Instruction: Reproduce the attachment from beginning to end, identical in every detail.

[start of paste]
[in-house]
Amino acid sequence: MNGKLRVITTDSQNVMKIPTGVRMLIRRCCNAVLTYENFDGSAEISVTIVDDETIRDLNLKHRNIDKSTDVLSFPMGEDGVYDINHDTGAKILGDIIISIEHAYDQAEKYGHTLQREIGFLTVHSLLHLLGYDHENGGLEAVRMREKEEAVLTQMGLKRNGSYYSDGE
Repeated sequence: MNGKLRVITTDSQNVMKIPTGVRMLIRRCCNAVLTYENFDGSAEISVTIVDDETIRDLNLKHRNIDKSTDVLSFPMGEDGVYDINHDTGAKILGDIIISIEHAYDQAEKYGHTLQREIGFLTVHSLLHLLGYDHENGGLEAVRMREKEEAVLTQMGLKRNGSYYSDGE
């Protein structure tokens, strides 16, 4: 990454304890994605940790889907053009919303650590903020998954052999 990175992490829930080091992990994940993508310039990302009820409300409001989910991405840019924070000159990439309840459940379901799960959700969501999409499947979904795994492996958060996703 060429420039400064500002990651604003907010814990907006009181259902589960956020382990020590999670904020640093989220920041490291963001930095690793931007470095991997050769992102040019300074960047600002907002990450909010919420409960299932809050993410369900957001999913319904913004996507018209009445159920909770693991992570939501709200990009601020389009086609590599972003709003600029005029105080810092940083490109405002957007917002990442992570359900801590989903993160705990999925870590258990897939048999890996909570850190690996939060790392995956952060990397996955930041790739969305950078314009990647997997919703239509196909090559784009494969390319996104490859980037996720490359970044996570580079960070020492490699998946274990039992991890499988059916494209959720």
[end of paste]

[in-house]
Amino acid sequence: MNGKLRVITTDSQNVMKIPTGVRMLIRRCCNAVLTYENFDGSAEISVTIVDDETIRDLNLKHRNIDKSTDVLSFPMGEDGVYDINHDTGAKILGDIIISIEHAYDQAEKYGHTLQREIGFLTVHSLLHLLGYDHENGGLEAVRMREKEEAVLTQMGLKRNGSYYSDGE
Repeated sequence: MNGKLRVITTDSQNVMKIPTGVRMLIRRCCNAVLTYENFDGSAEISVTIVDDETIRDLNLKHRNIDKSTDVLSFPMGEDGVYDINHDTGAKILGDIIISIEHAYDQAEKYGHTLQREIGFLTVHSLLHLLGYDHENGGLEAVRMREKEEAVLTQMGLKRNGSYYSDGE
């Protein structure tokens, strides 16, 4: 990454304890994605940790889907053009919303650590903020998954052999 990175992490829930080091992990994940993508310039990302009820409300409001989910991405840019924070000159990439309840459940379901799960959700969501999409499947979904795994492996958060996703 060429420039400064500002990651604003907010814990907006009181259902589960956020382990020590999670904020640093989220920041490291963001930095690793931007470095991997050769992102040019300074960047600002907002990450909010919420409960299932809050993410369900957001999913319904913004996507018209009445159920909770693991992570939501709200990009601020389009086609590599972003709003600029005029105080810092940083490109405002957007917002990442992570359900801590989903993160705990999925870590258990897939048999890996909570850190690996939060790392995956952060990397996955930041790739969305950078314009990647997997919703239509196909090559784009494969390319996104490859980037996720490359970044996570580079960070020492490699998946274990039992991890499988059916494209959720």